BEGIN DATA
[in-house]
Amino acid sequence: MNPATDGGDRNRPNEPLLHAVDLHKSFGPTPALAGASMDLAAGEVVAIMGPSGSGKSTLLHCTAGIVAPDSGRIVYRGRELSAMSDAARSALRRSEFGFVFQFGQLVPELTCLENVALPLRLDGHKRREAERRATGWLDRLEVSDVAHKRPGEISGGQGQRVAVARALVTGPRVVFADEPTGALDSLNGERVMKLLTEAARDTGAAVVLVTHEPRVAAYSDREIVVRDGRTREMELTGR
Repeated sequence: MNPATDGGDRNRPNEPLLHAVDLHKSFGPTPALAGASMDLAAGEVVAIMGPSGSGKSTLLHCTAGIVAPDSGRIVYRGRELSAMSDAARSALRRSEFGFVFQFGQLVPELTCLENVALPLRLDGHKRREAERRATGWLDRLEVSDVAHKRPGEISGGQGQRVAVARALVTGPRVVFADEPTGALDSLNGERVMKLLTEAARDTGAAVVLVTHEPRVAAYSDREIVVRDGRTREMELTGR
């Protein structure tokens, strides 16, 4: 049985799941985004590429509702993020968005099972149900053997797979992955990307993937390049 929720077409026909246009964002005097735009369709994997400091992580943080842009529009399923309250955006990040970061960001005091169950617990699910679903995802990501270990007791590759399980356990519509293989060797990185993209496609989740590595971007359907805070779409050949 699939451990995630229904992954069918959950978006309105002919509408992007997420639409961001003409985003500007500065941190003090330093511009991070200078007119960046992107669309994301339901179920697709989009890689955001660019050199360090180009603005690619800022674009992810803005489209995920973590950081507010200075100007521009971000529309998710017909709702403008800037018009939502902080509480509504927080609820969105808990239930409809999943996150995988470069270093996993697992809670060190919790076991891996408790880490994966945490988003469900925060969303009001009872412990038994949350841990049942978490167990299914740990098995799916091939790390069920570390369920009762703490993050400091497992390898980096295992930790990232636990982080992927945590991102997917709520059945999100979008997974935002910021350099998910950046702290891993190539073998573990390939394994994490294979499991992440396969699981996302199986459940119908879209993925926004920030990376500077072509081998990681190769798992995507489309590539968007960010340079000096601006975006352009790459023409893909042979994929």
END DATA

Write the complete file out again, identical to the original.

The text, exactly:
[in-house]
Amino acid sequence: MNPATDGGDRNRPNEPLLHAVDLHKSFGPTPALAGASMDLAAGEVVAIMGPSGSGKSTLLHCTAGIVAPDSGRIVYRGRELSAMSDAARSALRRSEFGFVFQFGQLVPELTCLENVALPLRLDGHKRREAERRATGWLDRLEVSDVAHKRPGEISGGQGQRVAVARALVTGPRVVFADEPTGALDSLNGERVMKLLTEAARDTGAAVVLVTHEPRVAAYSDREIVVRDGRTREMELTGR
Repeated sequence: MNPATDGGDRNRPNEPLLHAVDLHKSFGPTPALAGASMDLAAGEVVAIMGPSGSGKSTLLHCTAGIVAPDSGRIVYRGRELSAMSDAARSALRRSEFGFVFQFGQLVPELTCLENVALPLRLDGHKRREAERRATGWLDRLEVSDVAHKRPGEISGGQGQRVAVARALVTGPRVVFADEPTGALDSLNGERVMKLLTEAARDTGAAVVLVTHEPRVAAYSDREIVVRDGRTREMELTGR
């Protein structure tokens, strides 16, 4: 049985799941985004590429509702993020968005099972149900053997797979992955990307993937390049 929720077409026909246009964002005097735009369709994997400091992580943080842009529009399923309250955006990040970061960001005091169950617990699910679903995802990501270990007791590759399980356990519509293989060797990185993209496609989740590595971007359907805070779409050949 699939451990995630229904992954069918959950978006309105002919509408992007997420639409961001003409985003500007500065941190003090330093511009991070200078007119960046992107669309994301339901179920697709989009890689955001660019050199360090180009603005690619800022674009992810803005489209995920973590950081507010200075100007521009971000529309998710017909709702403008800037018009939502902080509480509504927080609820969105808990239930409809999943996150995988470069270093996993697992809670060190919790076991891996408790880490994966945490988003469900925060969303009001009872412990038994949350841990049942978490167990299914740990098995799916091939790390069920570390369920009762703490993050400091497992390898980096295992930790990232636990982080992927945590991102997917709520059945999100979008997974935002910021350099998910950046702290891993190539073998573990390939394994994490294979499991992440396969699981996302199986459940119908879209993925926004920030990376500077072509081998990681190769798992995507489309590539968007960010340079000096601006975006352009790459023409893909042979994929």